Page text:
Business Case

Dan Lavin

As painful as it is for long-time NeXT partisans like myself, the demise of NeXT's hardware was a necessary step for achieving both the idealistic and business goals of the company.

The idealistic goal behind NeXT's seven-year odyssey has been to fundamentally change the way people work. Unfortunately, 20,000 units a year hardly makes a ripple in the world. Even with projected increases in hardware sales, NeXT users would have remained in a technological ghetto. To have a chance of really changing the world, NeXT needs hundreds of thousands of mainstream business users. Let's look at the business case behind NeXT's software-only strategy.

The average revenue to NeXT from a sale of NeXTSTEP might be about $600, versus an average of about $6000 per sale on a complete NeXT machine. On the face of it, this looks like NeXT would make only ten percent as much money. Increased sales and higher profit margins on software, however, more than make up for that.

First, a sale for one-tenth the ticket price is much easier to make. A 100-unit sale becomes a five-figure decision for middle management, while a 100-unit hardware commitment is a million-dollar purchase needing approval from corporate capital-planning commissars. Yes, the customer needs an Intel machine, but corporations are already buying '486s by the boatload.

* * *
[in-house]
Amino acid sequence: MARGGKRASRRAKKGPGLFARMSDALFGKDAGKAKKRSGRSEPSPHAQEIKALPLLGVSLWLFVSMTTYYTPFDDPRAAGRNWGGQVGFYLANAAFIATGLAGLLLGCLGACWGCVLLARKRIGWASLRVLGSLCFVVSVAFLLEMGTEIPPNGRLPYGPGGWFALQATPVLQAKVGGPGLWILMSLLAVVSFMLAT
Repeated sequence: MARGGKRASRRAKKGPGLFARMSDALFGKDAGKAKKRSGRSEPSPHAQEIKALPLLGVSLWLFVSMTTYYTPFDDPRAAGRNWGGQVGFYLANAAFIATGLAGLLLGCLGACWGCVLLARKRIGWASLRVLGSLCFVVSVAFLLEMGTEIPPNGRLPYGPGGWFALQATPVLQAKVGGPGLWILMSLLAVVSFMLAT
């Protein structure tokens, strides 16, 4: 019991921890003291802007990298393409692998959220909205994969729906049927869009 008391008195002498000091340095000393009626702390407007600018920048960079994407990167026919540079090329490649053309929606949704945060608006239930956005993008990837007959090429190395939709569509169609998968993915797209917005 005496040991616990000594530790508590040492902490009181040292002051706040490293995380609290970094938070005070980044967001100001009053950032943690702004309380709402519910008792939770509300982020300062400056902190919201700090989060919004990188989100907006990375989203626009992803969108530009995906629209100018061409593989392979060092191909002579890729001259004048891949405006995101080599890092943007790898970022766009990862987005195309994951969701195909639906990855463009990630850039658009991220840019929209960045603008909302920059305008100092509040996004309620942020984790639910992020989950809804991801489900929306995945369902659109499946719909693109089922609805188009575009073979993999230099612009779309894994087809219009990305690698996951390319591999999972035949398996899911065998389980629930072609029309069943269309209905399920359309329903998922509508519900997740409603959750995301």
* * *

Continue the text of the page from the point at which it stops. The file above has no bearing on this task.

Second, NeXT doesn't need to generate equal revenues to make equal profits: Using rough industry benchmarks of an 80-percent gross margin on software (versus 40 percent for hardware), NeXT needs to increase its unit sales by a factor of five to match its 1992 profit figures.

This assumes that NeXT's cost structure will remain the same, but it will not. Through layoffs and other cost savings, NeXT plans to reduce its overhead by 30 percent to 40 percent, so it would only need to double the number of unit sales to achieve the same break-even point.

And NeXT can do considerably better than break even; doubling sales is conservative. An average field sales rep in the systems-software industry sells several million dollars worth of product a year. That's several thousand seats of NeXTSTEP per salesperson, as opposed to about 200 seats in 1992. For now, NeXT has had to reduce the number of reps dramatically, but any new reps will boost the installed base in meaningful leaps.

This is just the direct-sales force, which will call only on companies in the Fortune 200 range. Without the anchor of black hardware, the software-distribution channel of dealers, VARs, and systems integrators will come into meaningful play for the first time.

Beyond direct and channel sales, other computer manufacturers now have an incentive to provide NeXTSTEP as an option, which could result in major additional sales that were impossible as long as NeXT sold hardware.

Taken together, reaching a base of several hundred thousand units before Taligent or Cairo sell their first copies is an achievable goal. A solid $30-million software company will deliver more than double the number of changed users than a shaky $120-million hardware company.

The fact is that NeXT had little choice but to make these changes or risk losing it all. With the high overhead and thin margins of hardware, a bad quarter could have had dire consequences. With the new strategy, NeXT reduces that risk and boosts the potential up side.

As difficult as the change is for all of us, especially those directly affected, more seats serve NeXT's business goals by providing higher profits for stockholders. The changes also serve NeXT's idealism by bringing the advantages of NeXTSTEP to a much wider audience. And that's why we're all here, isn't it?

Dan Lavin comments on business issues in NeXT Ink.